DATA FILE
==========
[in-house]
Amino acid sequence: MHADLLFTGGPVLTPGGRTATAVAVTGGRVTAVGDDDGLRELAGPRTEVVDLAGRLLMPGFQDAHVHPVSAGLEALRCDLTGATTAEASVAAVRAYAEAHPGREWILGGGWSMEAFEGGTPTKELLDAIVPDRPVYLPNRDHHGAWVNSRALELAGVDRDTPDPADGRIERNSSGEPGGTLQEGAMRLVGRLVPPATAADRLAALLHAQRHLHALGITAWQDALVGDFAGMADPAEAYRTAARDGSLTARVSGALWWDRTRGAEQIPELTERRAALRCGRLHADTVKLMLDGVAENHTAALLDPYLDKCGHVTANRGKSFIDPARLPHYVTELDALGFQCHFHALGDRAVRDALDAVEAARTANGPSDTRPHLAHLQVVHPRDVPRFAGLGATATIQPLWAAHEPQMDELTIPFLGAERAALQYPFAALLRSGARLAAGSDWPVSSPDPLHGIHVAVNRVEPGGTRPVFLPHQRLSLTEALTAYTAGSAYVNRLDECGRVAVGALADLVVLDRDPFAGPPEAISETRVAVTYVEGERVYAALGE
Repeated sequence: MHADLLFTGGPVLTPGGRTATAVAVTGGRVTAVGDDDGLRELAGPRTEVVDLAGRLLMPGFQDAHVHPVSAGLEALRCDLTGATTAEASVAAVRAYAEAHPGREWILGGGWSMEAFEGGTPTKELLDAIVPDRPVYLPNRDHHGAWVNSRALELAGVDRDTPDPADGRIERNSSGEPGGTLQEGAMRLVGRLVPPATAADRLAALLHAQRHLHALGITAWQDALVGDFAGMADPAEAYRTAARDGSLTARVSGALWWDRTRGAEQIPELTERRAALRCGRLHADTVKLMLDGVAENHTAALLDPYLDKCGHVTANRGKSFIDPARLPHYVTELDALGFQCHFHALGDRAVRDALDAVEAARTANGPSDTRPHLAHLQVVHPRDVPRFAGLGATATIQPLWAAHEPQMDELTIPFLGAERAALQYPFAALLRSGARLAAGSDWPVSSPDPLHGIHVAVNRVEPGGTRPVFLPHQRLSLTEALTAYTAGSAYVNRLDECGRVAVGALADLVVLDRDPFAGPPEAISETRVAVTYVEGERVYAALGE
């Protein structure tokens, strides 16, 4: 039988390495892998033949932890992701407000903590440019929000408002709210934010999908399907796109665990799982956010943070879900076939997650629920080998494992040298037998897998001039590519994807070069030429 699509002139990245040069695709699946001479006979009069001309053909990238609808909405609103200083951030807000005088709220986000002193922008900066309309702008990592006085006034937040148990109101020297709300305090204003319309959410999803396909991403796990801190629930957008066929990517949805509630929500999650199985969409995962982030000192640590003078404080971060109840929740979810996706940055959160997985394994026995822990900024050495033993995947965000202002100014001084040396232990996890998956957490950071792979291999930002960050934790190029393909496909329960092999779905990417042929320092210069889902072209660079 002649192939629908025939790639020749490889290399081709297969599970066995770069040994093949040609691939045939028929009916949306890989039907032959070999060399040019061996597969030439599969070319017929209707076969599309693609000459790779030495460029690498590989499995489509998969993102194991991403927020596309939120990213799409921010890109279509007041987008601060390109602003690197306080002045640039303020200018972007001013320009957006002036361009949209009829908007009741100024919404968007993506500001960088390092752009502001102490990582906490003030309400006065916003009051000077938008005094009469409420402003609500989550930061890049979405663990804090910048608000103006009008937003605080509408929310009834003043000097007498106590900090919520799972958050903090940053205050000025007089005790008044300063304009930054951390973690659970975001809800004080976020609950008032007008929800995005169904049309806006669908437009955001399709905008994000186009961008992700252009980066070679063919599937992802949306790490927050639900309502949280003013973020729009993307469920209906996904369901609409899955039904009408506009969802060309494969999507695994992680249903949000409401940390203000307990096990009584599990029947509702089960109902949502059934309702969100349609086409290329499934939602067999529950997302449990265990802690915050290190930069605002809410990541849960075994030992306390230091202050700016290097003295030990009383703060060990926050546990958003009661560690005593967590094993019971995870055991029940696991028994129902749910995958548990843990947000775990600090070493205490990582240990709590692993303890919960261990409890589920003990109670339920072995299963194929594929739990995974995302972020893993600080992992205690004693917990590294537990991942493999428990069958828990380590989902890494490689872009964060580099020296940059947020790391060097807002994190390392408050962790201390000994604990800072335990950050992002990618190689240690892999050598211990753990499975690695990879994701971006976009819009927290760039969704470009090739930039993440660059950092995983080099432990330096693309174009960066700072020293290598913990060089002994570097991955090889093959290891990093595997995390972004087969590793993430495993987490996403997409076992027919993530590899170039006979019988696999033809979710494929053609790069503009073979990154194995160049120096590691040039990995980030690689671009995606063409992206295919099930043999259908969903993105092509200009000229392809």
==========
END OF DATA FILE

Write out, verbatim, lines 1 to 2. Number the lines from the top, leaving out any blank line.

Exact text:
[in-house]
Amino acid sequence: MHADLLFTGGPVLTPGGRTATAVAVTGGRVTAVGDDDGLRELAGPRTEVVDLAGRLLMPGFQDAHVHPVSAGLEALRCDLTGATTAEASVAAVRAYAEAHPGREWILGGGWSMEAFEGGTPTKELLDAIVPDRPVYLPNRDHHGAWVNSRALELAGVDRDTPDPADGRIERNSSGEPGGTLQEGAMRLVGRLVPPATAADRLAALLHAQRHLHALGITAWQDALVGDFAGMADPAEAYRTAARDGSLTARVSGALWWDRTRGAEQIPELTERRAALRCGRLHADTVKLMLDGVAENHTAALLDPYLDKCGHVTANRGKSFIDPARLPHYVTELDALGFQCHFHALGDRAVRDALDAVEAARTANGPSDTRPHLAHLQVVHPRDVPRFAGLGATATIQPLWAAHEPQMDELTIPFLGAERAALQYPFAALLRSGARLAAGSDWPVSSPDPLHGIHVAVNRVEPGGTRPVFLPHQRLSLTEALTAYTAGSAYVNRLDECGRVAVGALADLVVLDRDPFAGPPEAISETRVAVTYVEGERVYAALGE